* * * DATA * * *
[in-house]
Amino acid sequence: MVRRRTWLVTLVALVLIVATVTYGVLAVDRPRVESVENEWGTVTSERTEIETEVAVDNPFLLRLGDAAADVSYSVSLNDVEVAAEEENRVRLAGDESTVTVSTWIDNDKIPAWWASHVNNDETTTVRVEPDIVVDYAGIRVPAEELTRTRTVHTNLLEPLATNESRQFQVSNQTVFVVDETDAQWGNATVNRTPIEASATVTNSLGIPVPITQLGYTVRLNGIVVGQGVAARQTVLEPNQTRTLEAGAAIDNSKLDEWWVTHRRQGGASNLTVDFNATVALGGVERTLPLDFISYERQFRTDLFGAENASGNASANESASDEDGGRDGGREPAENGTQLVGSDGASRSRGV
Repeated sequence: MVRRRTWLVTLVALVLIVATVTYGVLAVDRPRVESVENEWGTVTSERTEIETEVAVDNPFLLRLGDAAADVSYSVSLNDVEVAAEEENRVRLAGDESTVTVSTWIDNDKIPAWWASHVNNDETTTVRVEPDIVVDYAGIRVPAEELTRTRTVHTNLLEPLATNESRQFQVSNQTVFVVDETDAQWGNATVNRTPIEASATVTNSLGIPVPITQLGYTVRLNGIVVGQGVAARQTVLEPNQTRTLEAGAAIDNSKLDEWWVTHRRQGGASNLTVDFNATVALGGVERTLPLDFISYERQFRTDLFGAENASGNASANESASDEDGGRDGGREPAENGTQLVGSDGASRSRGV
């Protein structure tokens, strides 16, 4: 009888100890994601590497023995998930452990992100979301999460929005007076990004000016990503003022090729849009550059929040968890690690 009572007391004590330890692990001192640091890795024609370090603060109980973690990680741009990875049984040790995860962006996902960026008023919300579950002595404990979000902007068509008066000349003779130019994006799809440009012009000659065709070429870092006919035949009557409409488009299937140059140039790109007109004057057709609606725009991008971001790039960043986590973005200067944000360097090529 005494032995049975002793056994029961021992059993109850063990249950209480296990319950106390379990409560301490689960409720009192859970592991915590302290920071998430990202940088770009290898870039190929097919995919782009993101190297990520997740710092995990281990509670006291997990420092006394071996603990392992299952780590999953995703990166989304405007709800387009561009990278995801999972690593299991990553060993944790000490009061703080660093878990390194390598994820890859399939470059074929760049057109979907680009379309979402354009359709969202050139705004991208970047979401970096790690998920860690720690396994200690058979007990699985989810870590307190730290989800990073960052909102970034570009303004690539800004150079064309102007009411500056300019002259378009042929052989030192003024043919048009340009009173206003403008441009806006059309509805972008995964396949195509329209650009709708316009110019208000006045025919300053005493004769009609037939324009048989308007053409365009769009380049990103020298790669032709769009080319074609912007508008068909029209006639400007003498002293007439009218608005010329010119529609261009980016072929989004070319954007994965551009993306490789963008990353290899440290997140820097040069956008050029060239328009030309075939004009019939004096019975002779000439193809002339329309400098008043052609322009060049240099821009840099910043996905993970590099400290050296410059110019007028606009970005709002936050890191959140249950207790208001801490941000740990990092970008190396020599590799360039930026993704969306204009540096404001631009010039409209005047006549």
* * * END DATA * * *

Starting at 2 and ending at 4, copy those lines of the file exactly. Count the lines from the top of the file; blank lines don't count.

Amino acid sequence: MVRRRTWLVTLVALVLIVATVTYGVLAVDRPRVESVENEWGTVTSERTEIETEVAVDNPFLLRLGDAAADVSYSVSLNDVEVAAEEENRVRLAGDESTVTVSTWIDNDKIPAWWASHVNNDETTTVRVEPDIVVDYAGIRVPAEELTRTRTVHTNLLEPLATNESRQFQVSNQTVFVVDETDAQWGNATVNRTPIEASATVTNSLGIPVPITQLGYTVRLNGIVVGQGVAARQTVLEPNQTRTLEAGAAIDNSKLDEWWVTHRRQGGASNLTVDFNATVALGGVERTLPLDFISYERQFRTDLFGAENASGNASANESASDEDGGRDGGREPAENGTQLVGSDGASRSRGV
Repeated sequence: MVRRRTWLVTLVALVLIVATVTYGVLAVDRPRVESVENEWGTVTSERTEIETEVAVDNPFLLRLGDAAADVSYSVSLNDVEVAAEEENRVRLAGDESTVTVSTWIDNDKIPAWWASHVNNDETTTVRVEPDIVVDYAGIRVPAEELTRTRTVHTNLLEPLATNESRQFQVSNQTVFVVDETDAQWGNATVNRTPIEASATVTNSLGIPVPITQLGYTVRLNGIVVGQGVAARQTVLEPNQTRTLEAGAAIDNSKLDEWWVTHRRQGGASNLTVDFNATVALGGVERTLPLDFISYERQFRTDLFGAENASGNASANESASDEDGGRDGGREPAENGTQLVGSDGASRSRGV
């Protein structure tokens, strides 16, 4: 009888100890994601590497023995998930452990992100979301999460929005007076990004000016990503003022090729849009550059929040968890690690 009572007391004590330890692990001192640091890795024609370090603060109980973690990680741009990875049984040790995860962006996902960026008023919300579950002595404990979000902007068509008066000349003779130019994006799809440009012009000659065709070429870092006919035949009557409409488009299937140059140039790109007109004057057709609606725009991008971001790039960043986590973005200067944000360097090529 005494032995049975002793056994029961021992059993109850063990249950209480296990319950106390379990409560301490689960409720009192859970592991915590302290920071998430990202940088770009290898870039190929097919995919782009993101190297990520997740710092995990281990509670006291997990420092006394071996603990392992299952780590999953995703990166989304405007709800387009561009990278995801999972690593299991990553060993944790000490009061703080660093878990390194390598994820890859399939470059074929760049057109979907680009379309979402354009359709969202050139705004991208970047979401970096790690998920860690720690396994200690058979007990699985989810870590307190730290989800990073960052909102970034570009303004690539800004150079064309102007009411500056300019002259378009042929052989030192003024043919048009340009009173206003403008441009806006059309509805972008995964396949195509329209650009709708316009110019208000006045025919300053005493004769009609037939324009048989308007053409365009769009380049990103020298790669032709769009080319074609912007508008068909029209006639400007003498002293007439009218608005010329010119529609261009980016072929989004070319954007994965551009993306490789963008990353290899440290997140820097040069956008050029060239328009030309075939004009019939004096019975002779000439193809002339329309400098008043052609322009060049240099821009840099910043996905993970590099400290050296410059110019007028606009970005709002936050890191959140249950207790208001801490941000740990990092970008190396020599590799360039930026993704969306204009540096404001631009010039409209005047006549």